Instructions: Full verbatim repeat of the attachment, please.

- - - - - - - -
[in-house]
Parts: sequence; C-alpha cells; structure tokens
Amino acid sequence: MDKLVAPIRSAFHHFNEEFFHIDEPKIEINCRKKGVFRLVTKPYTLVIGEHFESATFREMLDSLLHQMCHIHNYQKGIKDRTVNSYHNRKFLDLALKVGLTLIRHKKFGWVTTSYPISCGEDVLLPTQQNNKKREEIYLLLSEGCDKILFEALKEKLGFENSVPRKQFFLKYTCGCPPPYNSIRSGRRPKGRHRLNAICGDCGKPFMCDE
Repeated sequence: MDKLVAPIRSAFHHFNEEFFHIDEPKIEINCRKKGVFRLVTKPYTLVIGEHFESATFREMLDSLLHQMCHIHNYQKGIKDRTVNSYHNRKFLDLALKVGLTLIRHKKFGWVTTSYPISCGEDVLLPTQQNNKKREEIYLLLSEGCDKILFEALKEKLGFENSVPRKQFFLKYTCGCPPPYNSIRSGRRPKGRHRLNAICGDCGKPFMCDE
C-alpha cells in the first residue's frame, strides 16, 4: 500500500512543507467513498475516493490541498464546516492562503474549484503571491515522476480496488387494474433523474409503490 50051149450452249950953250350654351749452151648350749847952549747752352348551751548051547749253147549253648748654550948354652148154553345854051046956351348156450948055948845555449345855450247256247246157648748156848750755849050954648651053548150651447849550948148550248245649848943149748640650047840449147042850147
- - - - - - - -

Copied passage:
[in-house]
Parts: sequence; C-alpha cells; structure tokens
Amino acid sequence: MDKLVAPIRSAFHHFNEEFFHIDEPKIEINCRKKGVFRLVTKPYTLVIGEHFESATFREMLDSLLHQMCHIHNYQKGIKDRTVNSYHNRKFLDLALKVGLTLIRHKKFGWVTTSYPISCGEDVLLPTQQNNKKREEIYLLLSEGCDKILFEALKEKLGFENSVPRKQFFLKYTCGCPPPYNSIRSGRRPKGRHRLNAICGDCGKPFMCDE
Repeated sequence: MDKLVAPIRSAFHHFNEEFFHIDEPKIEINCRKKGVFRLVTKPYTLVIGEHFESATFREMLDSLLHQMCHIHNYQKGIKDRTVNSYHNRKFLDLALKVGLTLIRHKKFGWVTTSYPISCGEDVLLPTQQNNKKREEIYLLLSEGCDKILFEALKEKLGFENSVPRKQFFLKYTCGCPPPYNSIRSGRRPKGRHRLNAICGDCGKPFMCDE
C-alpha cells in the first residue's frame, strides 16, 4: 500500500512543507467513498475516493490541498464546516492562503474549484503571491515522476480496488387494474433523474409503490 50051149450452249950953250350654351749452151648350749847952549747752352348551751548051547749253147549253648748654550948354652148154553345854051046956351348156450948055948845555449345855450247256247246157648748156848750755849050954648651053548150651447849550948148550248245649848943149748640650047840449147042850147